There are a few phrases that come to mind when one looks at MechAssault: Phantom War; the first would be, "There's nothing like the real thing." The second would be, "Don't fix what isn't broken." Arguably the first title in the series to come to a portable, and undeniably the first game in the series since 2004, Phantom War brings up a problem present in few other offerings, with only the PSP's Me and My Katamari coming to mind as an example: "How exactly can you manage to adapt a dual-analog control setup and make it playable with a directional pad and some face buttons?" To answer, the game handles decently, while still being difficult to get accustomed to and vaguely clunky. A lot of Phantom War feels that way, even beyond the controls, but more on that later.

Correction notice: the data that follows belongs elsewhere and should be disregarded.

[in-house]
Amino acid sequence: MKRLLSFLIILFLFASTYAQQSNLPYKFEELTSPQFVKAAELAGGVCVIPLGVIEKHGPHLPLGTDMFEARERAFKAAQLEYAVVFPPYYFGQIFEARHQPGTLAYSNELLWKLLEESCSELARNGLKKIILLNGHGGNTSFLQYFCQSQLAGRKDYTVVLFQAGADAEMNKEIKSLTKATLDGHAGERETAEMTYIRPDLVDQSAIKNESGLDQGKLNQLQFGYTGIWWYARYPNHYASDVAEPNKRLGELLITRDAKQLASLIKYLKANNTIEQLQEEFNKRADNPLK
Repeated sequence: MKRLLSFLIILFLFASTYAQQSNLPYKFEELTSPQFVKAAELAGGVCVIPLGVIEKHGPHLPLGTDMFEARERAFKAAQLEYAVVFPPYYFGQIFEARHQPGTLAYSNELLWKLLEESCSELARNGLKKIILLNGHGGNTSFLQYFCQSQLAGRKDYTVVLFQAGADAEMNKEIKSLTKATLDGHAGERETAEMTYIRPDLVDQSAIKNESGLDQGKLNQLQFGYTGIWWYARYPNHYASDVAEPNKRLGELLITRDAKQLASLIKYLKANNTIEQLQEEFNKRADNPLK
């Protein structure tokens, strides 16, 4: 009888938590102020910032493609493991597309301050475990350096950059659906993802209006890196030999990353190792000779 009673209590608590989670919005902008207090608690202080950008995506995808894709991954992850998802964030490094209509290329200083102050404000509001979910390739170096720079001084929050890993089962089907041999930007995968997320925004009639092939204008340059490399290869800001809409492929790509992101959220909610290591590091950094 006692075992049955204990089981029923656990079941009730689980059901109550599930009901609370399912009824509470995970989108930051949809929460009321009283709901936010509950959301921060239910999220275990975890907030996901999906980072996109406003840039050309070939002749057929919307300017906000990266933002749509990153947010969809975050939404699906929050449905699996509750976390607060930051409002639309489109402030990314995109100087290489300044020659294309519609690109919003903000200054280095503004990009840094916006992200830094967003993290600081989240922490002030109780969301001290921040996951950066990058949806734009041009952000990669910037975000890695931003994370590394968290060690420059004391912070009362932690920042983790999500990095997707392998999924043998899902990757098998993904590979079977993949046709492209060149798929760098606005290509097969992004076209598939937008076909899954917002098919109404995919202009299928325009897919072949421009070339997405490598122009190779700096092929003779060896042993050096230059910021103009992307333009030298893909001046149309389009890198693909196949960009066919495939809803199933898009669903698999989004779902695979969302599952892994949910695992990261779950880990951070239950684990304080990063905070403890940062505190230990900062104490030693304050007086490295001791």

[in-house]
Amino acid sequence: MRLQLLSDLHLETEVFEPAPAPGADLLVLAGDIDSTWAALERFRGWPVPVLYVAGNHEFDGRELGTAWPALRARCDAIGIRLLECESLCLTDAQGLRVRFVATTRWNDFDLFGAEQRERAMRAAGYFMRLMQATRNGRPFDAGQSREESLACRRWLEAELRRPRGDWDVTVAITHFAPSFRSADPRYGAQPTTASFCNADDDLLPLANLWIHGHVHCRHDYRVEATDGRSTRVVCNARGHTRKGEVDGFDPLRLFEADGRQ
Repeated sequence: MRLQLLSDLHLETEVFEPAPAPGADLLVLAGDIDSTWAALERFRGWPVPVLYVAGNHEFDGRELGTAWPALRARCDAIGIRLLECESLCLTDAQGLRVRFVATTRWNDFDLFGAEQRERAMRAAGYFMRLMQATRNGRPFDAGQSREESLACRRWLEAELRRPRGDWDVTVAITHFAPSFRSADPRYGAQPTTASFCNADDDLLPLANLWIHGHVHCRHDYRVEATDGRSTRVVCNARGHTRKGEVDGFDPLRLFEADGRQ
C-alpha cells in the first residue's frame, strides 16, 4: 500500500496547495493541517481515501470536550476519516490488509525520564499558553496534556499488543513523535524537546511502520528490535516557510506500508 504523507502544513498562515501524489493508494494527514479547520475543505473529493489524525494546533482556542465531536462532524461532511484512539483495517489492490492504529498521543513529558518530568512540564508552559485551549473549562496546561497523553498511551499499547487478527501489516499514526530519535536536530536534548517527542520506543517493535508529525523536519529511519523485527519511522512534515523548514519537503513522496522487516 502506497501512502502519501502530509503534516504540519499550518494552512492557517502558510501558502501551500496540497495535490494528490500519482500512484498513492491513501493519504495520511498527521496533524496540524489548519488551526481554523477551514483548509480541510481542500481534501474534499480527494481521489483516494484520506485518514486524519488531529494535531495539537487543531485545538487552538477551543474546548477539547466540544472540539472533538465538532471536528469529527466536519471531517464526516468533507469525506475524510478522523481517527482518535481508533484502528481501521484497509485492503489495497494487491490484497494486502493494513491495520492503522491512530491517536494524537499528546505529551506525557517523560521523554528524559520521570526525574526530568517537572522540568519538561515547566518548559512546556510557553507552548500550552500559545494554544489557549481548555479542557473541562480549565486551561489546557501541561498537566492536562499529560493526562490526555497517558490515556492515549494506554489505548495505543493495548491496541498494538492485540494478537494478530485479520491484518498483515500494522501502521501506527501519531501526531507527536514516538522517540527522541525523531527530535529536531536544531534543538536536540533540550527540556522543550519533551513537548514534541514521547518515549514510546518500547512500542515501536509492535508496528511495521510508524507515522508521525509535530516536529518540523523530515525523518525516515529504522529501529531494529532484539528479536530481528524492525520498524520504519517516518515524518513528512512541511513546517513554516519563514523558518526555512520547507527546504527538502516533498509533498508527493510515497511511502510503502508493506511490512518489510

Like many mech games, Phantom War controls with a simple "one stick moves, the other stick aims" method, although naturally lacking any analog sticks with which to work. Players can choose either to work with the clunky d-pad and buttons scheme like the PSP's Katamari, or with the d-pad and restricted touch-screen aiming like Metroid Prime Hunters, but even then, it can take a while to familiarize oneself with the controls. A novice's first few hours with this title will be clunky and poorly managed.